What is Golem?
Users who need large amounts of processing power for difficult tasks like CGI rendering, scientific calculations, or artificial intelligence software, are able to rent out processing power from the Golem Network at a cheaper cost than they could from a company who offers a similar service via the cloud, for example, Amazon Web Services. But unlike a cloud-based server, Golem is decentralized, so it is censorship-resistant and does not have a single point of failure that can be attacked to take the network down.
Golem is looking to be a crucial component for internet service providers and software developers by providing the option to rent computing power in a transparent market with competitive pricing. Computer processes — like those that involve rendering — and developing complex applications — like those that involve artificial intelligence — are both resource intensive and for that reason, time inefficient and expensive. Typically, one laptop or CPU alone cannot complete the task in a timely manner due to having an insufficient amount of computing power.
However, Golem allows users to tap into the computing power of a user who has made all, or a fraction, of their processing power available for rent which effectively gives you the ability to access a supercomputer. By renting out computer resources, you could complete your computer processes or develop your complex application in a fraction of the time it would usually take and at a fraction of the cost thanks to Golem’s market which contains complete information.
How does Golem work?
On the Golem Network, three types of users play a significant role in the success of the platform.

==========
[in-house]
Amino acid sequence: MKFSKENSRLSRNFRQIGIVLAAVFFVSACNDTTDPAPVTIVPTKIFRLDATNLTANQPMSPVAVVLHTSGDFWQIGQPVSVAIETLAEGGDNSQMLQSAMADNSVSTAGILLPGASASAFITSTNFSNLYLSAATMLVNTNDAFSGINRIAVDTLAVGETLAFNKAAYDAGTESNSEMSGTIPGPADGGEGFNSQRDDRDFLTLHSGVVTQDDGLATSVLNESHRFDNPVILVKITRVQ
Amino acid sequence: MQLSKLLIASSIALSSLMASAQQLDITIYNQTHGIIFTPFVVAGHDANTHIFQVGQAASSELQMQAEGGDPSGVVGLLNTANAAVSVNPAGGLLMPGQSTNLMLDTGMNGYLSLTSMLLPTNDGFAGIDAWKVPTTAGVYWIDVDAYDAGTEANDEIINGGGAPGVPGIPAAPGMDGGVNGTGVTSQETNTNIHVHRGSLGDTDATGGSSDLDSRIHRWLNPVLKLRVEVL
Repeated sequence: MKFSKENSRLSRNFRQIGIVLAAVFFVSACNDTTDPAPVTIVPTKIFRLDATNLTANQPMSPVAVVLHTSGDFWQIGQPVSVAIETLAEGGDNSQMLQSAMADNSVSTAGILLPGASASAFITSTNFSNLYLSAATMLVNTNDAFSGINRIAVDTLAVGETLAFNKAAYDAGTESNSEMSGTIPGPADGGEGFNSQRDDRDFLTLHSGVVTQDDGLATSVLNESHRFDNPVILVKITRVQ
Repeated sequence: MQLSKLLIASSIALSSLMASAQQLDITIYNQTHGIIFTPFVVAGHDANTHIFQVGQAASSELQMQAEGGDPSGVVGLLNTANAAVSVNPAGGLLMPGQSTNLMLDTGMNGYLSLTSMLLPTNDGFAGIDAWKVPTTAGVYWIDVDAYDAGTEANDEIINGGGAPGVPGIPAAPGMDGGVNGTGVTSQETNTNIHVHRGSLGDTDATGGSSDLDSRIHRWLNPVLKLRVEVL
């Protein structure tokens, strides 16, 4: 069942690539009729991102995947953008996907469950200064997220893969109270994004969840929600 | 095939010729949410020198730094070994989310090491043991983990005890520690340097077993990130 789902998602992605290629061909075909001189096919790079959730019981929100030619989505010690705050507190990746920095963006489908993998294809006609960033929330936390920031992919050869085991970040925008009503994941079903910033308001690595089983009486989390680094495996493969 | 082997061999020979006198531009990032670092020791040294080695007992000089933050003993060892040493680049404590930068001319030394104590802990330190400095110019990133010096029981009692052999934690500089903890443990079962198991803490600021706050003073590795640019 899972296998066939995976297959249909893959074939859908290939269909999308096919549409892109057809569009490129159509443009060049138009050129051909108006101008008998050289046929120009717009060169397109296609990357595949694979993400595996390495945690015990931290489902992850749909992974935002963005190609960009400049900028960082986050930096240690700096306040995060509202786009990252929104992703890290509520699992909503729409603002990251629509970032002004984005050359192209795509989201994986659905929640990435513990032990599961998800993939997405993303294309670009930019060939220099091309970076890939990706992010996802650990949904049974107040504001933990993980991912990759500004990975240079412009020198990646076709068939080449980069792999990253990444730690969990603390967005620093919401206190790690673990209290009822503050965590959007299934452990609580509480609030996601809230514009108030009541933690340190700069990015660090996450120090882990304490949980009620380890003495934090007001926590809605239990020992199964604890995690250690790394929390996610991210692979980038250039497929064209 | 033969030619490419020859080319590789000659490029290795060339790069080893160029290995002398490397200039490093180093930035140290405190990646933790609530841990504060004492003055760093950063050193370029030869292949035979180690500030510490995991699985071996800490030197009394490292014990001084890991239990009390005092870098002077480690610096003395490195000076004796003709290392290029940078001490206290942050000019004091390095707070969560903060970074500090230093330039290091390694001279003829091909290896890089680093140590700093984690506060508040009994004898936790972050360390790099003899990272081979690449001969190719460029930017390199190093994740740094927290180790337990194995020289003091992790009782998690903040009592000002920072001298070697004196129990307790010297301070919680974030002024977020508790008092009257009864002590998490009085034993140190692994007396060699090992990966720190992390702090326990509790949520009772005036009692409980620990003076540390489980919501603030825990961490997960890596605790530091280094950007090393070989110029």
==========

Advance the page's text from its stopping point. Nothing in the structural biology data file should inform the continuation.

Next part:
- Providers (suppliers of computing power),
- Requesters (task creators), and
- Software developers
Providers are individuals who lend fractions of their computing power to the Golem network in return for payment in GNT. Requestors are those who rent out computing power from the providers so that their computer can complete functions and build complex software at a faster rate. And software developers can deploy and monetize their applications on the Golem network; Golems application registry is an Ethereum smart contract that gives developers a way to publish their apps and reach an audience — in essence, it is an app store for the Golem Network.
The primary currency used to pay providers and software developers is the Golem Network Token (GNT). And because Golem is peer-to-peer and Ethereum-based, payments between requestors, providers, and software developers are direct and nearly instantaneous.
But beyond the use of GNT for incubating the Golem ecosystem, the Golem blockchain is able to handle a number of transaction frameworks. Users can make nano-payments and batch transactions, use off chain payment channels, and create custom receipts to name a few of the frameworks possible.
Why use Golem?
We live in a digital world; each and every day this world becomes more dependent on technology. That being said, to see some of the technologies of the future come about, we are going to need stronger computers to create some of these futuristic programs and devices. The computers and laptops that we use right now are not going to cut it; to do things like render CGI and use Artificial Intelligence, a massive amount of computing power is already required–an amount of computing power that most people do not have. But luckily, Golem solves this problem by giving individuals the ability to rent more processing power, or, sell their computing power to individuals who need more, which effectively gives individuals the ability to use a super-computer by leveraging the Golem Network.
Interested in learning more about Golem? Check out the Golem Whitepaper